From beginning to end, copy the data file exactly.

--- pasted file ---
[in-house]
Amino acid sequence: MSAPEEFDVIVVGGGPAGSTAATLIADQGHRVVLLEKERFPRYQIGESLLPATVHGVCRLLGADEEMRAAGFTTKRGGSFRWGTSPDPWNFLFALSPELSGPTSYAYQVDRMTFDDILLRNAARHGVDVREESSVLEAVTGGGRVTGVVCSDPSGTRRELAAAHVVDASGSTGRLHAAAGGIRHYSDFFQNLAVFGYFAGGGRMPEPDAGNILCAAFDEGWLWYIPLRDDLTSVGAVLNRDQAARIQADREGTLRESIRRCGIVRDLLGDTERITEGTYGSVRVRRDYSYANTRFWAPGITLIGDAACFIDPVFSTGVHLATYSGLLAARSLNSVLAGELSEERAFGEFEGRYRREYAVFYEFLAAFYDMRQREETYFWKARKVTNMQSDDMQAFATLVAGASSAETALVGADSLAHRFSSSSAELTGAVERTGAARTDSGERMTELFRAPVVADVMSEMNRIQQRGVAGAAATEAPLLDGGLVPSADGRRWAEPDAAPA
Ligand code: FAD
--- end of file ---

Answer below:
[in-house]
Amino acid sequence: MSAPEEFDVIVVGGGPAGSTAATLIADQGHRVVLLEKERFPRYQIGESLLPATVHGVCRLLGADEEMRAAGFTTKRGGSFRWGTSPDPWNFLFALSPELSGPTSYAYQVDRMTFDDILLRNAARHGVDVREESSVLEAVTGGGRVTGVVCSDPSGTRRELAAAHVVDASGSTGRLHAAAGGIRHYSDFFQNLAVFGYFAGGGRMPEPDAGNILCAAFDEGWLWYIPLRDDLTSVGAVLNRDQAARIQADREGTLRESIRRCGIVRDLLGDTERITEGTYGSVRVRRDYSYANTRFWAPGITLIGDAACFIDPVFSTGVHLATYSGLLAARSLNSVLAGELSEERAFGEFEGRYRREYAVFYEFLAAFYDMRQREETYFWKARKVTNMQSDDMQAFATLVAGASSAETALVGADSLAHRFSSSSAELTGAVERTGAARTDSGERMTELFRAPVVADVMSEMNRIQQRGVAGAAATEAPLLDGGLVPSADGRRWAEPDAAPA
Ligand code: FAD